Veteran boxing journalist Sroi Mungmee said he did not see anything wrong in the officiating.

"It is normal for people to have such an opinion after the boxer they support has lost," said Sroi.

"Gonzalez did land more punches but Srisaket landed more clear-cut punches. In my view, Srisaket won by two points."

Gonzalez had 441 punches landed to the Thai's 284. Gonzalez's punches landed are the third most in boxing history for a losing fighter in a championship bout.

Sroi added that Srisaket's punches were more powerful and that he was so strong that Gonzalez failed to knock him out.

"Gonzalez is not as strong as he was when he fought in the 112-pound division," said Sroi.

Another factor behind Srisaket's win was the Thai is a southpaw.

Surachart said he carefully studied tapes of Gonzalez's fights and found that he rarely fought a southpaw.

Promoter Niwat Laosuwannawat, who managed former WBA junior-bantamweight champion Khaosai Galaxy, credited Surachart for his role in helping Srisaket reclaim the title.

Srisaket used to be a sparring partner at Niwat's Galaxy boxing camp and Niwat was not impressed by the boxer.

"Frankly, I did not see that he would become a future star," Niwat said.

But Surachart saw it the other way round when he first met Srisaket.

"He was about 20 years old when he came to our camp. I was impressed by his talent and discipline," Surachart said.

"With proper training, he became better and stronger. Since joining our camp, he has lost only once [to Cuadras]."

Srisaket (42-4-1, 38KOs) is Nakornloung Promotion's fourth world champion after Weeraphol Sahaprom (WBC and WBA bantamweight), Sirimongkol Singmanasak (WBC super-featherweight) and Suriyan Sor Rungvisai (WBC super-flyweight).

"I will continue promoting my boxers to win more titles. My policy is I want my boxers to win both titles and the fans' hearts," Surachart said.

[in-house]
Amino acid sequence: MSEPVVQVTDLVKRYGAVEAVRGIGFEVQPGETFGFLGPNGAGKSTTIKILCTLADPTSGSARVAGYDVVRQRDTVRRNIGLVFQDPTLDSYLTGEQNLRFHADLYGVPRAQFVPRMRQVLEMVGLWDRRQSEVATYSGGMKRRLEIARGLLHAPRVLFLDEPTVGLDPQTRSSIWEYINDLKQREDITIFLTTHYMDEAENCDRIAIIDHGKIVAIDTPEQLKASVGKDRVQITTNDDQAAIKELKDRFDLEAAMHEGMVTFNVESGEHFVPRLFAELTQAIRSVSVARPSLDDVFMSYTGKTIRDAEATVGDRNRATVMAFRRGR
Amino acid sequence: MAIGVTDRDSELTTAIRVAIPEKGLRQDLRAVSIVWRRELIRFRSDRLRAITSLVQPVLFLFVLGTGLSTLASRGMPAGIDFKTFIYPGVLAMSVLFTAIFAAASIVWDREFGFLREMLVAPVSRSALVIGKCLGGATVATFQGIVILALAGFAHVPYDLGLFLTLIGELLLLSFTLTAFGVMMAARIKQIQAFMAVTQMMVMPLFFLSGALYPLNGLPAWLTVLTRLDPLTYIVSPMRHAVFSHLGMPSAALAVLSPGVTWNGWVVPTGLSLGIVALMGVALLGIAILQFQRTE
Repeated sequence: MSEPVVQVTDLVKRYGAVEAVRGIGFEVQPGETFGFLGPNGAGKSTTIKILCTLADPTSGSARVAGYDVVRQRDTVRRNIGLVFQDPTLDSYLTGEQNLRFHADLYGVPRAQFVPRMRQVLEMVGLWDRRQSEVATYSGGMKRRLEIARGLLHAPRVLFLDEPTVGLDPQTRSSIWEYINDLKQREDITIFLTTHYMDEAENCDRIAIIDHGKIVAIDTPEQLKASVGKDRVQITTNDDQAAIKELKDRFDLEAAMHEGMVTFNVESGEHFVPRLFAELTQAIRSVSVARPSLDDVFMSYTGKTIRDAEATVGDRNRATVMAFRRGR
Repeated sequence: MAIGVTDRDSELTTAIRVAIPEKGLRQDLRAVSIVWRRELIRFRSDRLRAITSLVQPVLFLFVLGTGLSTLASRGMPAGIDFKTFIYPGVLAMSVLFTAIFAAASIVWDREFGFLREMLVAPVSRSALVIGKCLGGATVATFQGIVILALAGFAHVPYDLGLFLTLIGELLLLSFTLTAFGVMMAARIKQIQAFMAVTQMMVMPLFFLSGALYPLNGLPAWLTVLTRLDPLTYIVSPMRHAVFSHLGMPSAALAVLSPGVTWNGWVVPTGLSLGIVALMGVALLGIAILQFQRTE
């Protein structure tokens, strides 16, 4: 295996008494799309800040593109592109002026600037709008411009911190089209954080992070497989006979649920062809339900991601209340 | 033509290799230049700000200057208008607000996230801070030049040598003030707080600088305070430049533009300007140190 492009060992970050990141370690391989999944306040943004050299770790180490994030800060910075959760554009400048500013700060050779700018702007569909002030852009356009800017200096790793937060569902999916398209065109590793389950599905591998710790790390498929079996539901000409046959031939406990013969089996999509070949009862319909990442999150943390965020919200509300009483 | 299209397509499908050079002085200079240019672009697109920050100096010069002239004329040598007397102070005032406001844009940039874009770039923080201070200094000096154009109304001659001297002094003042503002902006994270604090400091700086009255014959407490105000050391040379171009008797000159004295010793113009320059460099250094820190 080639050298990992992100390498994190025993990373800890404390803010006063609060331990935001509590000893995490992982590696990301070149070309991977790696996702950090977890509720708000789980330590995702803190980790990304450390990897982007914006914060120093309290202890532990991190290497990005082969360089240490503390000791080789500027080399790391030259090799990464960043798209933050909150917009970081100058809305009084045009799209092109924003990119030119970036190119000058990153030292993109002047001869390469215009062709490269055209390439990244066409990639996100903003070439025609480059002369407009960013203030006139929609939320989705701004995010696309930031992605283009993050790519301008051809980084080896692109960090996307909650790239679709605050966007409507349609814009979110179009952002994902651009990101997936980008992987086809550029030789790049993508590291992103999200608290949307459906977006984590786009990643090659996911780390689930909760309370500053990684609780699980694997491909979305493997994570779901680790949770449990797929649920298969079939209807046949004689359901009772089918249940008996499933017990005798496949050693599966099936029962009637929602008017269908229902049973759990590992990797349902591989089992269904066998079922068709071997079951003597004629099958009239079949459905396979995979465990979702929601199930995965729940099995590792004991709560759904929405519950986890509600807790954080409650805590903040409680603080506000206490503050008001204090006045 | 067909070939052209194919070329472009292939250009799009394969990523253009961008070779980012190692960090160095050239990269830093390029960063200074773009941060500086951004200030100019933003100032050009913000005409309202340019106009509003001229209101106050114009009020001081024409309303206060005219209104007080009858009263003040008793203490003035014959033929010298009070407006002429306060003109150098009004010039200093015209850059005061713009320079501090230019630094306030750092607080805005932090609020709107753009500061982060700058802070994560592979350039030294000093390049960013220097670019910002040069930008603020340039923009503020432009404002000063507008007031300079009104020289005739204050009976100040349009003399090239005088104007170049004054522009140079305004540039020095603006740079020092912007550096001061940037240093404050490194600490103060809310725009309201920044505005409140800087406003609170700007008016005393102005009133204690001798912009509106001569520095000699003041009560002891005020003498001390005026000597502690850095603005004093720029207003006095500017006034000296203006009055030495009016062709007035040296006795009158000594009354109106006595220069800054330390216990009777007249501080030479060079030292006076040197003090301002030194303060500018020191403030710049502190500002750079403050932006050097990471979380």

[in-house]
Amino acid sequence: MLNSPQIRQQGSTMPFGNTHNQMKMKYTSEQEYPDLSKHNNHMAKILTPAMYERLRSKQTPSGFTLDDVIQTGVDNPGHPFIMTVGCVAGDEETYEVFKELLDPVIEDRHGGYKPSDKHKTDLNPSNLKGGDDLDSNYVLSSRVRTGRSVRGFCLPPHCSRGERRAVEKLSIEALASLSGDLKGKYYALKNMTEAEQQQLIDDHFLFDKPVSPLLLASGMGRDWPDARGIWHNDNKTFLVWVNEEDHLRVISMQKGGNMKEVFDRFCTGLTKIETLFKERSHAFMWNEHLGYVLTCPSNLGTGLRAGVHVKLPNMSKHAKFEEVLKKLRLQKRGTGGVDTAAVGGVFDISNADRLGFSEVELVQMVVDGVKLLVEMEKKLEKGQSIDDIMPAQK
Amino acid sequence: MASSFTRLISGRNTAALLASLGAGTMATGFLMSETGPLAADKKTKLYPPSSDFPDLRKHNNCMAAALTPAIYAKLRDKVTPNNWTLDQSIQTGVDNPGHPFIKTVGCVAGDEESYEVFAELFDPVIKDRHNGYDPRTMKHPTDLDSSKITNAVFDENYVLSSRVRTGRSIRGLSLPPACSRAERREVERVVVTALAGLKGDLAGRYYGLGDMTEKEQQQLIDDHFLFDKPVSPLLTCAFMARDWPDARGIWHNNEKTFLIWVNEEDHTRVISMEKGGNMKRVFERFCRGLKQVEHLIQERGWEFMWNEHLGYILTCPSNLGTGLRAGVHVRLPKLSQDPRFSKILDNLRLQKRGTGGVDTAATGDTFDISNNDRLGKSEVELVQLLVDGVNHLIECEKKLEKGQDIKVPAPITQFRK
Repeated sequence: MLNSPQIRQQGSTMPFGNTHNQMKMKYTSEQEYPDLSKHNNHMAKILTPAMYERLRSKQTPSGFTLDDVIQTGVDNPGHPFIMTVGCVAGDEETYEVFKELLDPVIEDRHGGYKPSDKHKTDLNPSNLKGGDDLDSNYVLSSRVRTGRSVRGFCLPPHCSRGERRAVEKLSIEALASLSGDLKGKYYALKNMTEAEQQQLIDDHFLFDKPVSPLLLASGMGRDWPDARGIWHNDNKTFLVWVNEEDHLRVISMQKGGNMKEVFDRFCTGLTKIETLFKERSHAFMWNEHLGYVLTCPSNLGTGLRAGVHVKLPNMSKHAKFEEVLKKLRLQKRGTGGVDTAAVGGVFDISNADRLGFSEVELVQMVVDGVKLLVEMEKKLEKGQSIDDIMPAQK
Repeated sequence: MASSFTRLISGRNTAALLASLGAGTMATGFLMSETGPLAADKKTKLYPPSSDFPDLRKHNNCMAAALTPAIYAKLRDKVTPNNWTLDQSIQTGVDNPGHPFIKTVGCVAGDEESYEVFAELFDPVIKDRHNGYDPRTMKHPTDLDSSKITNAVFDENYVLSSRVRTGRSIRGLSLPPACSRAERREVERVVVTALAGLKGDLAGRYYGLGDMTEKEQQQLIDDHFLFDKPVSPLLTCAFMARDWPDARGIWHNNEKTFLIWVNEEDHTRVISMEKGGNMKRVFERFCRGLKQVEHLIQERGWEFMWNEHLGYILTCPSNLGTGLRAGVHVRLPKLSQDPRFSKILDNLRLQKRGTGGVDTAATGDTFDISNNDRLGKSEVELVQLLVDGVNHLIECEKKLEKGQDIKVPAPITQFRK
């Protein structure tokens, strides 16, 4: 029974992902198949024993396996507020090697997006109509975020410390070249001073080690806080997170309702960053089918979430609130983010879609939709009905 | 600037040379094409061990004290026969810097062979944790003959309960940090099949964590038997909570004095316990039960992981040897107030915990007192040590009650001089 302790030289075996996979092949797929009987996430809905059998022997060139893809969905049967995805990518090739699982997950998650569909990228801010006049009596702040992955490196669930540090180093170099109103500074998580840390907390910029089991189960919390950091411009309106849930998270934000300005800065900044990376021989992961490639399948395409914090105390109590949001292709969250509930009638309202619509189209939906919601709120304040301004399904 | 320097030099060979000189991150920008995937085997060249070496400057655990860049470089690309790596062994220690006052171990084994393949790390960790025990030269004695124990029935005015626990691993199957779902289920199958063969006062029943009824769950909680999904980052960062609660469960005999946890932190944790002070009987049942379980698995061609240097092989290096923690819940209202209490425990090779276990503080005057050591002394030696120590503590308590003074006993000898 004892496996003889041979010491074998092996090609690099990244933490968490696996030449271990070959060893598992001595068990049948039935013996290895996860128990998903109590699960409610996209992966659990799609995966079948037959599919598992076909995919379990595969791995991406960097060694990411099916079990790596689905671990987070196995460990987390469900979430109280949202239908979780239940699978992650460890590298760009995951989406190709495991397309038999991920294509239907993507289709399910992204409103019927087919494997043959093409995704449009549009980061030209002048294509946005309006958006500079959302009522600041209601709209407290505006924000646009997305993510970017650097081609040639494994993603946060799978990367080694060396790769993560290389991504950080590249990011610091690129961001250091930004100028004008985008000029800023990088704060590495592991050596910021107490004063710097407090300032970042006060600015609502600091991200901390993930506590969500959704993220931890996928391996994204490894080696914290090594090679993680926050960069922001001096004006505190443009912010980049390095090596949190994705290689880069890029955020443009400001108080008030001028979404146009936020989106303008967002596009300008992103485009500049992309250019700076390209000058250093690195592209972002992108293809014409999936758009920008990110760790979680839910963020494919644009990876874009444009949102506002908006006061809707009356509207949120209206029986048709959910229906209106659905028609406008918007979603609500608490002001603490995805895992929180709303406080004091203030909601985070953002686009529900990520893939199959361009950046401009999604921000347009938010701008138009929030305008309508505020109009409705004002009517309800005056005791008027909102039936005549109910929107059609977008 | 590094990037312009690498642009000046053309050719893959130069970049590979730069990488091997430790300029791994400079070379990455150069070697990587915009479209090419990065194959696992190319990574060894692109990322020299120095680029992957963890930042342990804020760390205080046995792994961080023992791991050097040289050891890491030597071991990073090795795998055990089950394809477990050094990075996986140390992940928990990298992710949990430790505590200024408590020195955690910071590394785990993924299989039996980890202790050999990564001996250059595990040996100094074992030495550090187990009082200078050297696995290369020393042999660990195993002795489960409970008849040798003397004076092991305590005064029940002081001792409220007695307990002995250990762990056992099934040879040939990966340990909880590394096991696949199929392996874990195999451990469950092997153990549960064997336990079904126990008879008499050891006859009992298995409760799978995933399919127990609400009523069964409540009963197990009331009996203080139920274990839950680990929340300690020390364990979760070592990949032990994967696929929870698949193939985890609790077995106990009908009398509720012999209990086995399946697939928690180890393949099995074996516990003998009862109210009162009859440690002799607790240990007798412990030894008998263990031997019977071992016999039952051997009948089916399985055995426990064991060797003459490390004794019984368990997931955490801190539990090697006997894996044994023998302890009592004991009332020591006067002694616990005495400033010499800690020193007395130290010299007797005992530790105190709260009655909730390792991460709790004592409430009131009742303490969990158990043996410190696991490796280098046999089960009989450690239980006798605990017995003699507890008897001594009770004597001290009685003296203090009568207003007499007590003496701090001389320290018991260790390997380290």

Regarding Srisaket's next opponent, the promoter said there was a verbal agreement that the winner between Srisaket and Gonzalez would fight Cuadras.

But Cuadras may now have to wait longer for another fight with Srisaket, according to Surachart.

Gonzalez, 29, has called for a rematch as he think he won, and their second meeting is likely.

"I'm a little dinged up. I thought I won the fight. I want an immediate rematch. I want to get my title back," said Gonzalez after the loss.

Surachart said a rematch is likely.

"Boxing fans want to see a rematch and I think concerned parties want to make that happen as well," Surachart said.

"Srisaket also wants a rematch. It could take place at Madison Square Garden or in Los Angeles."

Srisaket said: "If he wishes to have a rematch, he can have it. I'm ready."

Srisaket may want another encounter with Gonzalez due to financial reasons.

His camp received US$75,000 from last Saturday's fight and Srisaket reportedly got a small sum.

Now that he is the champion, Srisaket would surely receive a bigger share from a rematch which could make him financially secured for the rest of his life.

At the moment, he is relishing the fame that has ensued his stunning victory.

He will meet Prime Minister Prayut at Government House on Tuesday and take part in a welcome parade in his hometown the following day.

Srisaket is greeted by his parents at Suvarnabhumi airport. Photo: Somchai Poomlard

Roman Gonzalez waves to fans after returning to Managua. photo: reuters